An Inconvenient Truth: Rhetorical Analysis
The global warming debate is a very hot topic. Some believe that it is real, while others do not. Even on the side of the people who think it is a real thing there is debate. Some people think that it is a naturally occurring event while others think that it is manmade. Those who believe it is manmade think that too much carbon output is the cause. This is the stand that former vice president/presidential candidate Al Gore takes in his academy award winning documentary, An Inconvenient Truth.
It is no wonder that Al Gore was chosen as the face of global warming. With his political background he is a very well-known individual. Another reason that he was chosen is his ability to argue his point effectively. Al Gore, like most politicians, is very effective at using the rhetorical triangle with his argument. He demonstrates how effective the use of ethos, logos, and pathos can be in the documentary, An Inconvenient Truth.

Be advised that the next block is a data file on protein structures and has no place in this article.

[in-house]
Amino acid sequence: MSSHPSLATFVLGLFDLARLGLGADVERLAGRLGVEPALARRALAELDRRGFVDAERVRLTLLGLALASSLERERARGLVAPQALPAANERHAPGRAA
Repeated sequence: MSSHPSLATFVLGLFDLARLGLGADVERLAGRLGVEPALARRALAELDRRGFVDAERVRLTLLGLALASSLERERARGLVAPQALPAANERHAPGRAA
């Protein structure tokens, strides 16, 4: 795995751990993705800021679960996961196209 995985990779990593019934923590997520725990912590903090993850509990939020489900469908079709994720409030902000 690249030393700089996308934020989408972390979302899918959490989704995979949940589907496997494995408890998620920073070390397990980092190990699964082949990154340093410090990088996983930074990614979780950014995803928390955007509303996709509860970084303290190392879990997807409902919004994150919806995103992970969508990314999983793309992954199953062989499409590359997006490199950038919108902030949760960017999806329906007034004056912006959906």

Al Gore uses pathos in his documentary as an emotional appeal to the audience, drawing on their heart strings. He starts the documentary out with a pristine picture of a lake and a view of the earth from space as he talks about how beautiful earth is. He then uses pathos to draw a sympathetic response by talking about his sons’ horrific accident. The point behind this has nothing to do with global warming, but it shows the audience that he had a devastating moment in his life that lead to a change in his thinking. It also shows the audience that he is a caring father with a vested interest in protecting the generations to come. The next emotional response that Al Gore uses is pictures of the events of Hurricane Katrina. One picture that he uses is a Zimmerman2
person that is standing on the roof of their house waiting to be rescued. His point of using this is that he knows most people feel horrible for what happened there. He also says the reason...